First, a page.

It wasn’t always so. Though Bill Clinton was wildly popular among blacks, black intellectuals fiercely debated affirmative action, mass incarceration, welfare reform and racial reconciliation during his presidency. In 2001, the Harvard law professor Charles J. Ogletree called the surge in the inmate population “shocking and regrettable” and found it “shameful” that Mr. Clinton “didn’t come out and take a more positive and symbolic approach to the issue of reparations for slavery.” But Mr. Ogletree, a mentor of Mr. Obama’s, now finds “puzzling the idea that a president who happens to be black has to focus on black issues.”

Black politicians, too, have held their fire. “With 14 percent unemployment if we had a white president we’d be marching around the White House,” Representative Emanuel Cleaver II of Missouri, the chairman of the Congressional Black Caucus, told The Root last month. “The president knows we are going to act in deference to him in a way we wouldn’t to someone white.”

Some argue that de-emphasizing race—and moving to a “colorblind” politics—is an inevitable and beneficial byproduct of societal change. But this ideal is a myth, even if it’s nice to hear. As Frederick Douglass observed, “Power concedes nothing without a demand.”

Mr. Obama deserves the electoral support—but not the uncritical adulation—of African-Americans. If re-elected he might surprise us by explicitly emphasizing economic and racial justice and advocating “targeted universalism”—job-training and housing programs that are open to all, but are concentrated in low-income, minority communities. He would have to do this in the face of fiscal crisis and poisonous partisanship.

To place policy above rhetoric is not to ask what the first black president is doing for blacks; rather, it is to ask what a Democratic president is doing for the most loyal Democratic constituency—who happen to be African-Americans, and who happen to be in dire need of help. Sadly, when it comes to the Obama presidency and black America, symbols and substance have too often been assumed to be one and the same.

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Analysis: Could Romney Pass Immigration Reform in His First Year?

Saturday, October 27th, 2012

In a night of heated exchanges at the second presidential debate, a question about immigration thrust the issue into the limelight for the first time in the debate season.

The candidates largely stuck to their talking points. For Mitt Romney, that meant reiterating that he wouldn’t round up millions of people for deportations. President Obama, meanwhile, spoke of wanting a pathway to citizenship for law-abiding undocumented immigrants.

After calling out the president on his failure to deliver immigration reform in his first term, Romney added, “I’ll get it done. I’ll get it done. First year.”

So what would it take for Romney to actually pass an immigration reform bill during his inaugural year? {snip}

1. A Consensus on What Constitutes Reform

Just like any sweeping legislative package, immigration reform is a different thing to different people. The reform plan proposed by George W. Bush (and defeated in 2007), would have created a path to citizenship for the estimated 12 million undocumented people in the U.S.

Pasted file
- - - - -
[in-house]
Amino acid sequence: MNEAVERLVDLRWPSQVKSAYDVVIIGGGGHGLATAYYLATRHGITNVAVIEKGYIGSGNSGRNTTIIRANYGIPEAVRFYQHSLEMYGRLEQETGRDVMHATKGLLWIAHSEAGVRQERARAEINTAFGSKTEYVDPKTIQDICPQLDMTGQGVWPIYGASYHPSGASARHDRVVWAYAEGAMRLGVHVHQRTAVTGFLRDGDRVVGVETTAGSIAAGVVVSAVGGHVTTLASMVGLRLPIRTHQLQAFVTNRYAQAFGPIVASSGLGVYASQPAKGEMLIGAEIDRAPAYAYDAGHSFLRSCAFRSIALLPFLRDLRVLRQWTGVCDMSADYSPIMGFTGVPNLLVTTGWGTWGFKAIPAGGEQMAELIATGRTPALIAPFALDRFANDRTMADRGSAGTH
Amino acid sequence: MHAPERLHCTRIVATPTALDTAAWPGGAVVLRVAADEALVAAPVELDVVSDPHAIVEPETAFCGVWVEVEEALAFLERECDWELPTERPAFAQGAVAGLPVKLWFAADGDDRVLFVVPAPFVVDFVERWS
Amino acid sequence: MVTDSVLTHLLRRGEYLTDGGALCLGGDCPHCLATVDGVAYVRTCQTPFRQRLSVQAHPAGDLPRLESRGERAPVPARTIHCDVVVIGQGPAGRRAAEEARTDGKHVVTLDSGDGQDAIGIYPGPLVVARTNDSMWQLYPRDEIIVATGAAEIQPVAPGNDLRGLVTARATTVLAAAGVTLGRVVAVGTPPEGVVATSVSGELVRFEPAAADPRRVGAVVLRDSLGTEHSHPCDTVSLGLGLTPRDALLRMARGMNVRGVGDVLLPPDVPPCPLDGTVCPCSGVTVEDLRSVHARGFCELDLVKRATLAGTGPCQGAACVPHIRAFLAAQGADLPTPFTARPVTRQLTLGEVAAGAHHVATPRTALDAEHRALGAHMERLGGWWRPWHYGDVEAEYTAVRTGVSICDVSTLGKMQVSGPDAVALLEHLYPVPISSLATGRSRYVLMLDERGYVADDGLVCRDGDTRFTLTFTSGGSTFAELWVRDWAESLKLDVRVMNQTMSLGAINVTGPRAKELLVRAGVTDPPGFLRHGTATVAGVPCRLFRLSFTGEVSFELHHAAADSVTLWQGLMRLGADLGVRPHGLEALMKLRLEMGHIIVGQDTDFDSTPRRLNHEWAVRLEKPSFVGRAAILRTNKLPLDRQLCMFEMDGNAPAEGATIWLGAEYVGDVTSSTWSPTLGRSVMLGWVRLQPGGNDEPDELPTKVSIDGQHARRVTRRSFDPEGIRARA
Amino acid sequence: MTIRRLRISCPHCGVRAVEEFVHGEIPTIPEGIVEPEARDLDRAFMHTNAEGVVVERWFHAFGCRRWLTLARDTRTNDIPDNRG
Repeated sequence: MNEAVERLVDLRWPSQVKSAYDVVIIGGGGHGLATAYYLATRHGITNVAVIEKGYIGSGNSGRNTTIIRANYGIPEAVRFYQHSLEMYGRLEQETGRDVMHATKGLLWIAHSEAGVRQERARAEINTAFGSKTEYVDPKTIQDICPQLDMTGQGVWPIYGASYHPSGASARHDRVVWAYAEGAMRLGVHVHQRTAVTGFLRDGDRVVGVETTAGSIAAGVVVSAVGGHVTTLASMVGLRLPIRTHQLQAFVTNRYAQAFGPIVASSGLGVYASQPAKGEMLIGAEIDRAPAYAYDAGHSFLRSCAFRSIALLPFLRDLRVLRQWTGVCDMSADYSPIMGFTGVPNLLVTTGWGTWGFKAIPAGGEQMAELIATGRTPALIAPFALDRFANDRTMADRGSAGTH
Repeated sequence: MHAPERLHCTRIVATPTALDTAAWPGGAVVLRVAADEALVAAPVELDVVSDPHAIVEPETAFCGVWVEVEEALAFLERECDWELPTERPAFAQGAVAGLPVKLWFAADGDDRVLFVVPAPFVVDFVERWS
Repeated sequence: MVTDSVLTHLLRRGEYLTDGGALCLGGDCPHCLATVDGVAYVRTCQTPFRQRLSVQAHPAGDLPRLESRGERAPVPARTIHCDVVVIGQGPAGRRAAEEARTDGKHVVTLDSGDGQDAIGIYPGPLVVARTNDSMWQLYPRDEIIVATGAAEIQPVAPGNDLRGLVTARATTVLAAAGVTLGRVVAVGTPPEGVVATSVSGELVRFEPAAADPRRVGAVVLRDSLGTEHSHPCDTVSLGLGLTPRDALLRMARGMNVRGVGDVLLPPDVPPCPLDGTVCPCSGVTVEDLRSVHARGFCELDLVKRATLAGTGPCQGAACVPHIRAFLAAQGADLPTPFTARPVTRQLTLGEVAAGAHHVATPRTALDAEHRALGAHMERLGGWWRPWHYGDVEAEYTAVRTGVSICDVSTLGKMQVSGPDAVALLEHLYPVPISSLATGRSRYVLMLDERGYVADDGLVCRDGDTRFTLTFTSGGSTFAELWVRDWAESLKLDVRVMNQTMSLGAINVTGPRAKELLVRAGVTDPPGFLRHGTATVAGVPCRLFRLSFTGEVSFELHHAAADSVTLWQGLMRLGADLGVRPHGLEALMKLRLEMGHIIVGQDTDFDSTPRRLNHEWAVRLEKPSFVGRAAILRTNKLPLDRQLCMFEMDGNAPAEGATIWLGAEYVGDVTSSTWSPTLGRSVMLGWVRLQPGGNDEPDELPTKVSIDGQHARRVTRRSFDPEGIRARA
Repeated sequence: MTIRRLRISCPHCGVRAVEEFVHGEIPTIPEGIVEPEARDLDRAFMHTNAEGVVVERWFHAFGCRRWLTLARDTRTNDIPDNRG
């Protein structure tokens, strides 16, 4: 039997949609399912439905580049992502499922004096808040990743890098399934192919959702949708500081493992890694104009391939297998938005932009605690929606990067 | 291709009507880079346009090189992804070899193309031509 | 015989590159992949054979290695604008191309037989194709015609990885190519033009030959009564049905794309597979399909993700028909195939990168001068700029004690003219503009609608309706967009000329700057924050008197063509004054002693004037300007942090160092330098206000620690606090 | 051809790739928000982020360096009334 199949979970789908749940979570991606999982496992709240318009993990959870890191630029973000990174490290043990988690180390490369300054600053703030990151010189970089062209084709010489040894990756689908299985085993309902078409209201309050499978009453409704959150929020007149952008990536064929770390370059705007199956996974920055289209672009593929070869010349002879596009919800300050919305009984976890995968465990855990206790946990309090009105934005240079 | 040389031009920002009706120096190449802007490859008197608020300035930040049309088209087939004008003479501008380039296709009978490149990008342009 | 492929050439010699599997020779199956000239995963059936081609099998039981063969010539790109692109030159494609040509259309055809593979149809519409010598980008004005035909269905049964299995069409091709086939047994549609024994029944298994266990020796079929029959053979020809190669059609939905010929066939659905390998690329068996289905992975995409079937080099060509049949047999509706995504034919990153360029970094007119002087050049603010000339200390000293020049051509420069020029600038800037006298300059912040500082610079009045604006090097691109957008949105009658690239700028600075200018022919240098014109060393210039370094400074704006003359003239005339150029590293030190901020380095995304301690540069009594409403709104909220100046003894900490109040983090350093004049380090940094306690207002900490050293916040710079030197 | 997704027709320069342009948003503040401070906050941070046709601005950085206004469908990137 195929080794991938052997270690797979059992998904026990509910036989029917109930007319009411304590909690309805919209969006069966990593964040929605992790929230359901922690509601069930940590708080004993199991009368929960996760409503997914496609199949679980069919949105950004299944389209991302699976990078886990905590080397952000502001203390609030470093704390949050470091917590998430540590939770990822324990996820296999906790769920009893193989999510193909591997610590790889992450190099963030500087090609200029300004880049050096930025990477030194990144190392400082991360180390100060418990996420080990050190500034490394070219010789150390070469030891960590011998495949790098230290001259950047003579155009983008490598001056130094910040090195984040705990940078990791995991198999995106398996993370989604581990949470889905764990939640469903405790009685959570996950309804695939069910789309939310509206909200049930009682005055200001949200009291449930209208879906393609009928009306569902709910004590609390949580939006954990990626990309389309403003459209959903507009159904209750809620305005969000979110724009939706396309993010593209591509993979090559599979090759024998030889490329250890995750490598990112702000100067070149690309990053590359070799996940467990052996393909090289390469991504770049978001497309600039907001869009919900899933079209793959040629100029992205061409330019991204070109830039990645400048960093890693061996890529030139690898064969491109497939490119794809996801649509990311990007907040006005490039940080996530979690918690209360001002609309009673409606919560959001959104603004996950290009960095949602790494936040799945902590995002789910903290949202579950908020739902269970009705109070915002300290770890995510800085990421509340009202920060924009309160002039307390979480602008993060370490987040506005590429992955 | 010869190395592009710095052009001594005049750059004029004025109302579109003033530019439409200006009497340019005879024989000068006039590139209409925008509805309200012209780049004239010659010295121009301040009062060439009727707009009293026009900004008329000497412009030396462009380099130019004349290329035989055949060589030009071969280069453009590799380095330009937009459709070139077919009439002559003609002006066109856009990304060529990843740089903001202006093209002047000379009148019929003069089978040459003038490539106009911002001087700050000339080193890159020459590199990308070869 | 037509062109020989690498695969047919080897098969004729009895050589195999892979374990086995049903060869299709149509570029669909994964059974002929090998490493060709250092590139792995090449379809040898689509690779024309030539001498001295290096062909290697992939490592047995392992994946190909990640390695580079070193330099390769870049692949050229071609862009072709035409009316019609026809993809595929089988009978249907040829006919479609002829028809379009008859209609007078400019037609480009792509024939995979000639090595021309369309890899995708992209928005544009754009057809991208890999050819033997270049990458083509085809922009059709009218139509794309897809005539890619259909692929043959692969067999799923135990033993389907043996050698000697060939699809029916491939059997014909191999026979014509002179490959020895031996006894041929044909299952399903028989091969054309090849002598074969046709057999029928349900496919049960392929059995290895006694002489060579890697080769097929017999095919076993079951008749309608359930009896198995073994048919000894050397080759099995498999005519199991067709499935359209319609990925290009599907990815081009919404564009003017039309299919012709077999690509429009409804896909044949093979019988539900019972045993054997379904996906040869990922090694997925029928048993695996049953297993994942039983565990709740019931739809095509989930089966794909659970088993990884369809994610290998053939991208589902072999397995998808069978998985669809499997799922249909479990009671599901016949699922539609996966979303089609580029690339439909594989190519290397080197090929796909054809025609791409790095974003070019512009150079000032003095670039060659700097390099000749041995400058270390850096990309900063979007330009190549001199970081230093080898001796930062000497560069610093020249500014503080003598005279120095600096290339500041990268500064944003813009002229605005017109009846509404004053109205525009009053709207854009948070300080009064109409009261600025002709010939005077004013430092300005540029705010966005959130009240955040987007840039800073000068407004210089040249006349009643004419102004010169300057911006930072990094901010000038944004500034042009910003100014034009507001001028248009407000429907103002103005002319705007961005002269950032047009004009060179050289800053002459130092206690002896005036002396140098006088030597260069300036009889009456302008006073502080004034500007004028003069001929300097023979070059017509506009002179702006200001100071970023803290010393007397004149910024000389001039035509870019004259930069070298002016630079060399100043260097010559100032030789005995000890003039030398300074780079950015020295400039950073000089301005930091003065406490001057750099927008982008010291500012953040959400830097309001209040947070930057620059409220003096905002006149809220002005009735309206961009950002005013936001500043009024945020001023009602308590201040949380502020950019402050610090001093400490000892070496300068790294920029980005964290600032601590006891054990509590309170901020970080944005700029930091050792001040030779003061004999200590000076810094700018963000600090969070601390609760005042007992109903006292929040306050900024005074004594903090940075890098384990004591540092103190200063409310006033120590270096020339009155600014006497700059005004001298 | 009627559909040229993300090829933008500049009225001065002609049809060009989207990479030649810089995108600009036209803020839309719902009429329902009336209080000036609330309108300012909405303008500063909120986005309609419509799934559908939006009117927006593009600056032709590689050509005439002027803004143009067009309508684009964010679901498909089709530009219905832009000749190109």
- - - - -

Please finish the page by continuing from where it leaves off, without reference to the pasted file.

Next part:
President Obama considers such a pathway part of comprehensive reform. But Romney has repeatedly said he does not support amnesty, which, in a historical context going back to the Reagan years, has been understood as a large-scale legalization program.

So before a discussion about immigration reform can get very far, Romney has to be clear about what he would do with the 12 million undocumented people in this country, if not offer them “amnesty” or some other form of citizenship.

2. Cooperation from Congress

You may get your own jet and entourage, but being president comes with a few limitations, namely having to work with a bipartisan Congress to get legislation passed. And as President Obama can tell you after the Obamacare saga, tackling a giant issue with one big reform bill can make for some rugged negotiating and grumpy people on both sides of the aisle.

 

3. The Economy Would Need to Get Better

Whether or not you believe economic growth is necessary for a reform bill to pass, it seems to be a requirement for some conservatives.

Take Grover Norquist, for example: Last week, he spoke at a conference about the need to encourage immigration to strengthen our economy and the fabric of our society. In an interview with ABC/Univision after the speech, however, he stressed that the poor economic conditions over the past four years have made it impossible to have a serious dialogue about immigration reform.

The logic: With unemployment rates that have hit 10 percent during the past four years, elected officials aren’t willing to spend political capital on the legalization of 12 million people, when constituents are worried about the economy and jobs.

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Chicago Store-Owner Labeled ‘Racist’ for Anti-Obama Business Sign

Thursday, October 25th, 2012

An outspoken and controversial shopkeeper who has been a fixture in Lincoln Square for the past dozen years has been targeted by a vandal.

75-year-old Sam Wolfson owns String a Strand bead shop.

His political leanings—anti-Obama—are posted on his store window.

Like his handwritten signs that say: “Romney, if you want to be president, you have to say this: ‘If I’m elected, I will not bow down to the king of Saudi Arabia” and “Obama, I built this business working 7 days a week, you didn’t.”

“I walked in,” he said. “I was coming to work and in lipstick it had a sign, ‘Racist.’ I’m not a racist. My wife is Spanish. Come on.”